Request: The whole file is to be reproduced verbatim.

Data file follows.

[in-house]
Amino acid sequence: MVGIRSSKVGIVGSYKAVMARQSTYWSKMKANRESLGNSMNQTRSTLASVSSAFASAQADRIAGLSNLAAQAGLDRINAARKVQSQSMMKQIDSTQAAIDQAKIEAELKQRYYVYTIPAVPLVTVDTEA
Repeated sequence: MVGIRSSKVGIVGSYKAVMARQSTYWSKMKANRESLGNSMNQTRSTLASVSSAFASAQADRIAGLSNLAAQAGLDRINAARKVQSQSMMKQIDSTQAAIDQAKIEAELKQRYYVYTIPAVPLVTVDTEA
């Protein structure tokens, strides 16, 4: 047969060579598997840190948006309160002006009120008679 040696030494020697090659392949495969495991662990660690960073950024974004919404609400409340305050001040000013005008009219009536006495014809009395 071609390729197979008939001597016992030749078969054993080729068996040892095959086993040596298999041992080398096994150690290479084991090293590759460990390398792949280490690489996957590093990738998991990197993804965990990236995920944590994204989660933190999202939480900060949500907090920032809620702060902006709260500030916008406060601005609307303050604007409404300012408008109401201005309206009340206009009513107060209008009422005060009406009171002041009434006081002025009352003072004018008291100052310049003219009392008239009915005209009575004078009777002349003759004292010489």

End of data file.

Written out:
[in-house]
Amino acid sequence: MVGIRSSKVGIVGSYKAVMARQSTYWSKMKANRESLGNSMNQTRSTLASVSSAFASAQADRIAGLSNLAAQAGLDRINAARKVQSQSMMKQIDSTQAAIDQAKIEAELKQRYYVYTIPAVPLVTVDTEA
Repeated sequence: MVGIRSSKVGIVGSYKAVMARQSTYWSKMKANRESLGNSMNQTRSTLASVSSAFASAQADRIAGLSNLAAQAGLDRINAARKVQSQSMMKQIDSTQAAIDQAKIEAELKQRYYVYTIPAVPLVTVDTEA
């Protein structure tokens, strides 16, 4: 047969060579598997840190948006309160002006009120008679 040696030494020697090659392949495969495991662990660690960073950024974004919404609400409340305050001040000013005008009219009536006495014809009395 071609390729197979008939001597016992030749078969054993080729068996040892095959086993040596298999041992080398096994150690290479084991090293590759460990390398792949280490690489996957590093990738998991990197993804965990990236995920944590994204989660933190999202939480900060949500907090920032809620702060902006709260500030916008406060601005609307303050604007409404300012408008109401201005309206009340206009009513107060209008009422005060009406009171002041009434006081002025009352003072004018008291100052310049003219009392008239009915005209009575004078009777002349003759004292010489």